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Ryan Beatty brings his almost-holy sonic reveries to Thalia Hall

A full house packed into Thalia Hall on Monday, Mar. 4 to see California-born singer-songwriter Ryan Beatty, who offered up a sweet concoction of musical catharsis for his captive — and highly entranced — audience.

Beatty’s stop at Thalia Hall was part of his “Calico Tour” in support of his third LP of the same name released last spring. Beatty played a handful of live shows across the U.S. last summer, but waited until this spring to head out on a proper tour.

In the minutes leading up to 8 p.m., a group of three girls stood near the front barricade debating online therapy. A few feet away, fans front and center readied their copies of “Calico,” in the hopes of getting Beatty’s signature. As the lights dimmed, the crowd seemed unsure of what the proper applause protocol was given the cool and acoustic nature of Beatty’s music. After some scattered applause, the rest of the crowd caught up and cheered out.  

Beatty sauntered onto stage dressed in dark-wash jeans, a white t-shirt and a worn pair of boots. Taking place on a stool at the front of the stage, he lifted a pair of headphones over his ears and opened with “Ribbons,” joined by his six member band. 

Ryan Beatty moved quickly, but not hastily, through the entirety of “Calico,” and took pitstops for cuts from his other LPs during his performance at Thalia Hall on Mar. 4, 2024. | Photo by Avery Heeringa.

The audience’s collective enamorment and captive nature was immediately apparent. No one dared to shout over Beatty’s smooth voice — music this intricately crafted deserves to be heard without interference. Throughout the night, fans could be found pulling out their phones to record their favorite songs, but stashed them back in their pockets just as quickly to make sure they remained as actively engaged with Beatty as possible. For a mostly Gen Z crowd, this was immensely impressive. No attention-seeking Swiftie-types screeched out the lyrics to prove that they were the biggest fan in attendance. Rather, the crowd rarely sang along, often only doing so if Beatty encouraged them to. The sing-alongs were conducted in a quiet hum and near-whisper, which is admirable to see such respect for an artist’s performance in the days of a sheer lack of concert etiquette.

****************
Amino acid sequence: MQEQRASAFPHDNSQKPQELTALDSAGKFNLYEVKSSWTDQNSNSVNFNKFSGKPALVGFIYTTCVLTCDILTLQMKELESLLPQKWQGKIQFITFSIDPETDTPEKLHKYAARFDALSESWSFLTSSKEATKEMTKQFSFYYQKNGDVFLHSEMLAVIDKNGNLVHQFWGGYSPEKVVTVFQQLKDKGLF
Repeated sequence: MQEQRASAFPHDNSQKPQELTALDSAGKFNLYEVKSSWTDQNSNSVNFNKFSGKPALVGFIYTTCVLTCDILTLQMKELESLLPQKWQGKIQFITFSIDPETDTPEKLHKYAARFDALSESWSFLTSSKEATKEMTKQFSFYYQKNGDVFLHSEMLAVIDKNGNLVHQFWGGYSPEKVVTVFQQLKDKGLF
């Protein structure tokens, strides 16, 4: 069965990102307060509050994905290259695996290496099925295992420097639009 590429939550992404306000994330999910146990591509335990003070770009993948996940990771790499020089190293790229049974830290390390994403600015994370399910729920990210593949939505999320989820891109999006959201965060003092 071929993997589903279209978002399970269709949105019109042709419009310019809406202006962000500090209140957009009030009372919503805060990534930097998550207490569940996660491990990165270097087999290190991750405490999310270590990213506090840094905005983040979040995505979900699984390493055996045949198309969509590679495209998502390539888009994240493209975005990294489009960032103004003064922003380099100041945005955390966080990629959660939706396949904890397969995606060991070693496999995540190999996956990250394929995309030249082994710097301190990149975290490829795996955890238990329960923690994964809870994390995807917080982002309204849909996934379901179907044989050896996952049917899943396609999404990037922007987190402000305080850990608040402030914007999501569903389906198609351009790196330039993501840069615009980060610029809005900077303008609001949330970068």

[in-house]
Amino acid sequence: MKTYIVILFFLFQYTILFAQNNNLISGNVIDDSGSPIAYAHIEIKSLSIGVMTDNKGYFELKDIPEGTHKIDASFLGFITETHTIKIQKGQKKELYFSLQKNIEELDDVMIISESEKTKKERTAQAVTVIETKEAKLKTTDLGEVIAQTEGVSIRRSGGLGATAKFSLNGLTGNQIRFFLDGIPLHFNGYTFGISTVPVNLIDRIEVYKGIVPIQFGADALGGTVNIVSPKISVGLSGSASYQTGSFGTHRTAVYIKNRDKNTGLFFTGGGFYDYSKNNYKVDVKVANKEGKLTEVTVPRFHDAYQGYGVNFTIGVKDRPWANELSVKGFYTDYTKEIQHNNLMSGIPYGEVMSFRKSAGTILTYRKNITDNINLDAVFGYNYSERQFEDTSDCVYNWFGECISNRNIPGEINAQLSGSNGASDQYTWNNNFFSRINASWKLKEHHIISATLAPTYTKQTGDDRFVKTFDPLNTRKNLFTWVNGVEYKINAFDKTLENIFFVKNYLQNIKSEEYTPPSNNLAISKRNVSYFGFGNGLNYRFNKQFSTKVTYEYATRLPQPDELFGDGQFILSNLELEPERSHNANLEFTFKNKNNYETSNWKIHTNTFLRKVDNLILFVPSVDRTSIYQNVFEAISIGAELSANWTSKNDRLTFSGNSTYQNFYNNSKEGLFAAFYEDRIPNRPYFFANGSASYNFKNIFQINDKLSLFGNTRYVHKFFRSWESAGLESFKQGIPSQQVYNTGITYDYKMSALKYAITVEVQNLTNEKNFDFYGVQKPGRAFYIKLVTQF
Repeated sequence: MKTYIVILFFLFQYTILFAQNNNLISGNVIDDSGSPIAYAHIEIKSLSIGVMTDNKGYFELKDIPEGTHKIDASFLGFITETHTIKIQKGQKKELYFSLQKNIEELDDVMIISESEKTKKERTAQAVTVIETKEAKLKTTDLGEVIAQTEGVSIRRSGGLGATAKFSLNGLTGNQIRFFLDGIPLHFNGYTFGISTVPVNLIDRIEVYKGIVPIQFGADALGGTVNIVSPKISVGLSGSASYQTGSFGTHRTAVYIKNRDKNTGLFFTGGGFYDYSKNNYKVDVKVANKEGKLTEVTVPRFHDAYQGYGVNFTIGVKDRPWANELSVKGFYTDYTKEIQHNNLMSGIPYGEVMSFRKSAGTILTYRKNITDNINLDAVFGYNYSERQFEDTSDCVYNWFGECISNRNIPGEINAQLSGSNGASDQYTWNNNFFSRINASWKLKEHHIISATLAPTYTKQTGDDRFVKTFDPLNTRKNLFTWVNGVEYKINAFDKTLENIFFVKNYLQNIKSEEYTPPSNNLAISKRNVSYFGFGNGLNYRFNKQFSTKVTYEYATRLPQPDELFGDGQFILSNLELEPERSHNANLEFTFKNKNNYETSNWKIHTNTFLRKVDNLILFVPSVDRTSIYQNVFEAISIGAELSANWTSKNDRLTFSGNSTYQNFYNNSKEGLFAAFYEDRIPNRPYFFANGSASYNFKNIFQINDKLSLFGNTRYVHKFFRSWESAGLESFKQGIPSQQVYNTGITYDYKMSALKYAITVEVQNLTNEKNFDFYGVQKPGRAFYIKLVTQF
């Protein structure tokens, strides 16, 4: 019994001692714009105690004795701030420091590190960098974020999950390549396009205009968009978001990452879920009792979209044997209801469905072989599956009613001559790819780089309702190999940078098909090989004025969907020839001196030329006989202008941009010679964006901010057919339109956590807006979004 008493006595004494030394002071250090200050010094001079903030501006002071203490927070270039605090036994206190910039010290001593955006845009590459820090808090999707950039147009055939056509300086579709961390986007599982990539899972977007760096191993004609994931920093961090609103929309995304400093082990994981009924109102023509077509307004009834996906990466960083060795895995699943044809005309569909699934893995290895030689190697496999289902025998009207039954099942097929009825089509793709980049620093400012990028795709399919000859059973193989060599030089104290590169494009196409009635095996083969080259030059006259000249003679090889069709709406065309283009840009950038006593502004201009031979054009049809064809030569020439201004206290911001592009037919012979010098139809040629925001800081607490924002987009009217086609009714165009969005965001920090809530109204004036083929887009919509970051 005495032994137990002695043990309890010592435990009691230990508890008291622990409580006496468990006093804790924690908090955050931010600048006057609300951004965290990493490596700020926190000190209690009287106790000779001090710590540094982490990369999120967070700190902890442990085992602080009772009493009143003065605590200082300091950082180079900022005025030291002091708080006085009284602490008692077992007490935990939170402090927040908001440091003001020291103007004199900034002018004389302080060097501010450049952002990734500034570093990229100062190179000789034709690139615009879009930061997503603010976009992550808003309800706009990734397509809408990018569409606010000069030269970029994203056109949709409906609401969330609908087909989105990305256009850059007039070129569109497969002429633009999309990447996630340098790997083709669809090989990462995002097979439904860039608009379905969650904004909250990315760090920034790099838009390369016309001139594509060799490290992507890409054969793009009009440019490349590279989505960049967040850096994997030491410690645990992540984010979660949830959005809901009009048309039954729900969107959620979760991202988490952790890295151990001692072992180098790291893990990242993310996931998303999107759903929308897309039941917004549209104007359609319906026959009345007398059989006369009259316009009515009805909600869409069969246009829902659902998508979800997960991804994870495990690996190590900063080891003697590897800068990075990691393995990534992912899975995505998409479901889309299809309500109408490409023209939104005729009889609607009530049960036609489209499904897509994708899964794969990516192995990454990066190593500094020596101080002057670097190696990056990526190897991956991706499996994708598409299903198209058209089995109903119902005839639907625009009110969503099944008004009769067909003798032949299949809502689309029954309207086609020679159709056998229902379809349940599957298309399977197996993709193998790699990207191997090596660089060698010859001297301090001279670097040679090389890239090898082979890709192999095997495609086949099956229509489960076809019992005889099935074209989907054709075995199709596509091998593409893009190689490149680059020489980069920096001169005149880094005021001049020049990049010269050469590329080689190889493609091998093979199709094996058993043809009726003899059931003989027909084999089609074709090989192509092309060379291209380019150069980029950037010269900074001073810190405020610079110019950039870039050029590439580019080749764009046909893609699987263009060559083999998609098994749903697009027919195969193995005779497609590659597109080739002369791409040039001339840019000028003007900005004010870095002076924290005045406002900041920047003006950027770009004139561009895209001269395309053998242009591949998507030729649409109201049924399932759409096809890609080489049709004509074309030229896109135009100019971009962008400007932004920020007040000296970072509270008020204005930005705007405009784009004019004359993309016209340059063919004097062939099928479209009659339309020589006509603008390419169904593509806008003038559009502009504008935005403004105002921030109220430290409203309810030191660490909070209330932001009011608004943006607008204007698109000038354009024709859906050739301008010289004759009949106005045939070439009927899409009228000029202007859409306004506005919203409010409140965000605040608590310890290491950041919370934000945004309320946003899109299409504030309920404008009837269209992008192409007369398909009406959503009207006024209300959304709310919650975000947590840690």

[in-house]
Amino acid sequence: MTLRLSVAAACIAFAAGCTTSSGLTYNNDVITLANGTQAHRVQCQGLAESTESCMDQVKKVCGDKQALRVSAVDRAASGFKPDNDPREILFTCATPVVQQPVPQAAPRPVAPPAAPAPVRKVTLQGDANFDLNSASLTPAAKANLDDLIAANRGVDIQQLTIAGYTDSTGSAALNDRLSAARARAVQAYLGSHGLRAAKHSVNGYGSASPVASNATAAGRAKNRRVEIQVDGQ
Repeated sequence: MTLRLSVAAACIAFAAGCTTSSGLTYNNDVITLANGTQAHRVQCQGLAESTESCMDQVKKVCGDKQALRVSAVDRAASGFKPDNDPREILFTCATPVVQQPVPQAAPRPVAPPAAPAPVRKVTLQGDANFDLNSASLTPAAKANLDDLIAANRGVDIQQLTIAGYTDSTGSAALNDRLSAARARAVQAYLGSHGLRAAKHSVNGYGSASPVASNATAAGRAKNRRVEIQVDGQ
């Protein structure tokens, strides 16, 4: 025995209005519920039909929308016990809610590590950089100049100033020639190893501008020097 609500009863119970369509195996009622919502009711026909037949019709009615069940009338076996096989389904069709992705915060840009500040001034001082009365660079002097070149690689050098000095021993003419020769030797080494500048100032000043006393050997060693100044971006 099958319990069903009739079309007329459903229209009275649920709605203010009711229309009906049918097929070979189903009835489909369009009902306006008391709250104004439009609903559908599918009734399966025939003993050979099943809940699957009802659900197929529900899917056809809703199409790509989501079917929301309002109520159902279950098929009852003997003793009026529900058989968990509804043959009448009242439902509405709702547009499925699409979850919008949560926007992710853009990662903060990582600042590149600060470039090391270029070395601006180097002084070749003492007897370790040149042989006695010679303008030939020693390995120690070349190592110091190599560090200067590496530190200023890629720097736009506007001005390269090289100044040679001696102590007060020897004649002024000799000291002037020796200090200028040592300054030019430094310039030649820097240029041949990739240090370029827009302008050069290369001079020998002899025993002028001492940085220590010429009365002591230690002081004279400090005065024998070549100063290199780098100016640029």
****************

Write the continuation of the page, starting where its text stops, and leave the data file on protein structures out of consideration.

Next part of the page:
Beatty moved quickly, but not hastily, through the entirety of “Calico,” and took pitstops for cuts from his other LPs. When revisiting older material from his catalog, Beatty and his band reconstructed the songs to align with the sweeping, poignant sounds of “Calico.” While some longtime fans might have wished for “Haircut” with its original bubbling synths, one could hardly complain about the stripped-down rendition performed with a backdrop of piano and guitars. “Casino,” from his 2020 album “Dreaming of David,” made for a particularly entrancing performance, as his band layered percussion and piano to give the song some extra body. The song was performed with a kind of poignance that Beatty seemed to allow himself to access momentarily without fully aligning his temperament with it.